The definition of poetry, according to Merriam Webster, is: “Writing that formulates a concentrated imaginative awareness of experience in language chosen and arranged to create a specific emotional response through meaning, sound, and rhythm.” I have been writing poems since middle school, where I realized that I wanted to have a career in writing in the first place. Admittedly, I was not very great at first, so I practiced over the course of a few years. Poetry, to many, may seem like an art form that is dying out, but it is so much beyond the Shakespearean concept of comparing your love to a summer’s day (although there is nothing wrong with that!). Now that I mentioned the definition, I want to take a look at one poem in particular:

Mad Girl’s Love Song – Sylvia Plath

“I shut my eyes and all the world drops dead;
I lift my lids and all is born again.
(I think I made you up inside my head.)

The stars go waltzing out in blue and red,
And arbitrary blackness gallops in:
I shut my eyes and all the world drops dead.

I dreamed that you bewitched me into bed
And sung me moon-struck, kissed me quite insane.
(I think I made you up inside my head.)

God topples from the sky, hell’s fires fade:
Exit seraphim and Satan’s men:
I shut my eyes and all the world drops dead.

I fancied you’d return the way you said,
But I grow old and I forget your name.
(I think I made you up inside my head.)

I should have loved a thunderbird instead;
At least when spring comes they roar back again.
I shut my eyes and all the world drops dead.
(I think I made you up inside my head.)”

Sylvia Plath is one of my absolute favorite poets of all time. To me, she is a master of emotion and flow, inspiring me heavily. I read “Mad Girl’s Love Song” when I was in high school, and it is still at the top of my list of favorite poems to date.I consider this poem a tribute to her own instability. Plath attempted suicide many times after this poem was written, which I think she was confessing in these six stanzas. I will not get too much into her tragic background, but I recommend researching her short-lived life as it is increasingly relevant to her writing style.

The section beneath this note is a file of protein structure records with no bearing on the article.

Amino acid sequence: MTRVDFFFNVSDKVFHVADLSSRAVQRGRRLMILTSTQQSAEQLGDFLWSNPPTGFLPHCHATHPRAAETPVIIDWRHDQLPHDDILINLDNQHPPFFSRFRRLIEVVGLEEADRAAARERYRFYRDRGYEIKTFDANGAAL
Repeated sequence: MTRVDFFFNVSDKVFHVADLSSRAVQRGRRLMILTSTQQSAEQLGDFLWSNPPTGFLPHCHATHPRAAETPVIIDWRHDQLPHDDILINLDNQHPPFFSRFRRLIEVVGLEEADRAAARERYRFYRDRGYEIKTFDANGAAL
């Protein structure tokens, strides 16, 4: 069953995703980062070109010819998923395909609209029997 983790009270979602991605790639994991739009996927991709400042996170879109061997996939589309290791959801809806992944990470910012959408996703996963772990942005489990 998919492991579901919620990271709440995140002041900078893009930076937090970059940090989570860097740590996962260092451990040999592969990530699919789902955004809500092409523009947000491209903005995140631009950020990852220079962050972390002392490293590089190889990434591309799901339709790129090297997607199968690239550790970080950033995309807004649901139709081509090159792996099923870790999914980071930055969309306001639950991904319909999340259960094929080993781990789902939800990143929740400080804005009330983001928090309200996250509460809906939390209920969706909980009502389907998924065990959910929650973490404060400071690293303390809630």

I do not suffer from depression. Nothing haunts me to write the way that Sylvia did. That being said, what she inspired me to do was to confess my own emotion and try to invoke that in the reader. Even if they have never felt the emotion that I am dealing with, I want to force them to. Often I find myself writing a poem seemingly without meaning, only to read it later upon completion and realize what I was trying to say. Thus, since I have trouble sticking with a clear theme/idea right from the start of my writing process, I try to place my emotion in my details and imagery, just as Sylvia does. Her poem is only one that makes up an entire genre, but I chose it as it stands out to me.

How does poetry relate back to writing culture?

Poetry is traditional, yet poetry is modern. It is an art form that is evolving throughout time. Writing a poem can be a useful outlet to deal with difficult times, or just as a hobby! I think poetry ultimately reflects writing culture in the way that it refused to die out (almost as a symbol). It withstood many decades and centuries, and right now, someone, somewhere, is writing a poem. This, in my opinion, shows the durability of the culture of writing.


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